Mat Oxley: ‘Current MotoGP machines are surpassing 225mph at some tracks’

New MotoGP rules are designed to reduce performance

Technical regulations are hugely important in motor sport because they play a crucial role in the quality of the racing. And, like it or not, motor sport is now more of an entertainment business than an engineering laboratory, so the racing needs to be enjoyable. Therefore when a championship rewrites its technical regulations, the rules need to create a show, or they risk damaging the business.

MotoGP recently announced new technical rules, which will take effect from 2027. The first concern was to reduce outright performance, because the current 1000cc machines are making around 300hp and surpassing 225mph at some tracks. That’s quite fast on a motorcycle.

The new engine rules – 850cc maximum, 10% less fuel, 100% from non-oil-refinement origin – should reduce performance by around 40hp. There’s been no push towards hybrid because the cost of miniaturising that technology for bikes would be prohibitive.

Next came the desire to get rid of some of the Formula 1-inspired technologies that have changed MotoGP – downforce aerodynamics and ride-height devices. These were introduced by Ducati, which has dominated MotoGP since.

Most of Ducati’s rivals weren’t keen on these new areas of development, but nothing could be done because downforce aero and ride-height devices were within the rules and new rules must be unanimously agreed by all five manufacturers, with Ducati obviously determined to retain its advantage.

Ducati introduced its first ride-height devices in 2018. The front-end holeshot device was inspired by motocross, MotoGP’s muddy off-road equivalent. Motorcycles pitch rearwards during acceleration, which lifts the front wheel, requiring the rider to roll off the throttle, which kills acceleration.

This device is basic but effective. The rider compresses the front suspension before the start to lock the forks at the bottom of their stroke, so the bike doesn’t pitch rearwards. The device disengages when the rider hits the brakes for the first corner.

Ducati’s hydraulically controlled rear-end holeshot device is much more complicated. MotoGP banned electronically adjustable suspension in the 1990s, assuming it had banned dynamic adjustment, but it hadn’t allowed for Ducati’s creative minds.

German physicist Robin Tuluie, who had previously created a hydraulically controlled ride-height system for Mercedes’ Formula 1 car, applied the concept to Ducati’s Desmosedici MotoGP bike. Both systems worked well, essentially transforming the Desmosedici into a drag bike for the race towards the first corner.

The next step was obvious. If the ride-height device allows stronger acceleration from the grid, it will do the same from slowish corners. So this was Ducati’s next innovation: the rider presses a switch on the left handlebar, the rear shock compresses to lower the motorcycle’s centre of gravity, and this allows the rider to be more aggressive with the throttle.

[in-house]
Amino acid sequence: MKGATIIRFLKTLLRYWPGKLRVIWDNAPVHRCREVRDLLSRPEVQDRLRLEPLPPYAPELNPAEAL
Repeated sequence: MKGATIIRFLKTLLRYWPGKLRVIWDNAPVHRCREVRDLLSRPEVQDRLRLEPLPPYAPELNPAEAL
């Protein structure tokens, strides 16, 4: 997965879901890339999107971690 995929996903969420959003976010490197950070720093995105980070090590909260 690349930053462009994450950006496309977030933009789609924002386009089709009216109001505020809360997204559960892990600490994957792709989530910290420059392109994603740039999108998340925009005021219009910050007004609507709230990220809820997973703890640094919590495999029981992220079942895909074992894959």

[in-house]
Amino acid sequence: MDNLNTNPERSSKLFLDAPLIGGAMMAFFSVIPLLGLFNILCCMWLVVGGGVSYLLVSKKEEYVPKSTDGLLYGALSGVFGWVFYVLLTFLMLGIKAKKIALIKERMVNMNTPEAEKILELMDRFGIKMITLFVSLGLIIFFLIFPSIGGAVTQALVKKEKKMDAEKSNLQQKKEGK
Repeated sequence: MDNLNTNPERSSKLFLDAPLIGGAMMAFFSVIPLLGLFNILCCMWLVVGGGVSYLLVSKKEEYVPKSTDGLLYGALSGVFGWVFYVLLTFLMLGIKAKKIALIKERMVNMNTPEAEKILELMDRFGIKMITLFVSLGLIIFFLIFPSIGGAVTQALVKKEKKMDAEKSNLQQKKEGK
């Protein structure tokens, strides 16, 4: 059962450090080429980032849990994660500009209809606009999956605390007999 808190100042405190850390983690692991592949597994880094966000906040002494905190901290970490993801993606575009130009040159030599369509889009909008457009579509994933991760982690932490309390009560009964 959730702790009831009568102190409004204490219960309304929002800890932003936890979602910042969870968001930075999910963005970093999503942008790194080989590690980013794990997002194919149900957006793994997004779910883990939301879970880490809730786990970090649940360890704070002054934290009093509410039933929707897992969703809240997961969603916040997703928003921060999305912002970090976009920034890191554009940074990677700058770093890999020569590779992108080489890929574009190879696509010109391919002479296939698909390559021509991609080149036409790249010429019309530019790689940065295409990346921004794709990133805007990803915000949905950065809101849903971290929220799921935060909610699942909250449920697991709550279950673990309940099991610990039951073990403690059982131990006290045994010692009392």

All these devices – copied by rivals with varying levels of success – have been banned for 2027, to the delight of most riders who say they detract from the skill required to race a MotoGP bike. Without the lowering devices, riders need to play more with the throttle and move weight forward to maximise acceleration.

“Reducing horsepower will most likely limit downforce”

The new rules don’t ban downforce aero – which also favours lesser-talented riders – but it will be reduced. From 2027 upper fairings will be narrower and their noses pushed backwards. This will reduce downforce by blunting the fairing and moving the centre of load behind the front tyre’s contact patch. That’s the theory, anyway. The new rules don’t specify a limit on the number of aero elements within the bodywork, so 2027 MotoGP fairings could look more like current F1 front wings, with multiple cascaded elements, designed to maximise downforce.

However, reducing horsepower by around 15% will most likely limit downforce in its own way. The 1000s made excessive power, which engineers turned into grip via downforce. They may not have that luxury with the 850s.

Riders are also happy that downforce aero has been shrunk. Current MotoGP bodywork creates a huge wake and partial vacuum behind the motorcycle, which has safety implications. The wake can knock riders off course, which isn’t ideal when they’re fighting in groups. The vacuum is an even bigger issue. It can reduce grip in corners and increase stopping distances.

Recently, there have been several 200mph-plus near-misses caused by the lack of what riders call air-stop – when a rider brakes in the vacuum behind a rival the lack of air resistance reduces his braking power. Last August at Silverstone, Marco Bezzecchi braked at the end of Hanger Straight in Pecco Bagnaia’s vacuum, his bike didn’t slow as expected, so he grabbed more brake and crashed. The bike made it all the way to the barrier at Stowe corner and he only stopped tumbling a few feet away.

MotoGP rights-holder Dorna can only change the rules without the agreement of the manufacturers when there are safety concerns, but it has yet to play this card. No doubt Dorna doesn’t want to upset aero king Ducati, which currently supplies machinery to four of the 11 teams on the grid.

Those in charge of MotoGP will be crossing their fingers twice: firstly, hoping that their luck holds for the next two seasons, secondly, that the new rules do reduce the air-stop problem.

Mat Oxley has covered motorcycle racing for many years – and also has the distinction of being an Isle of Man TT winner
Follow Mat on Twitter @matoxley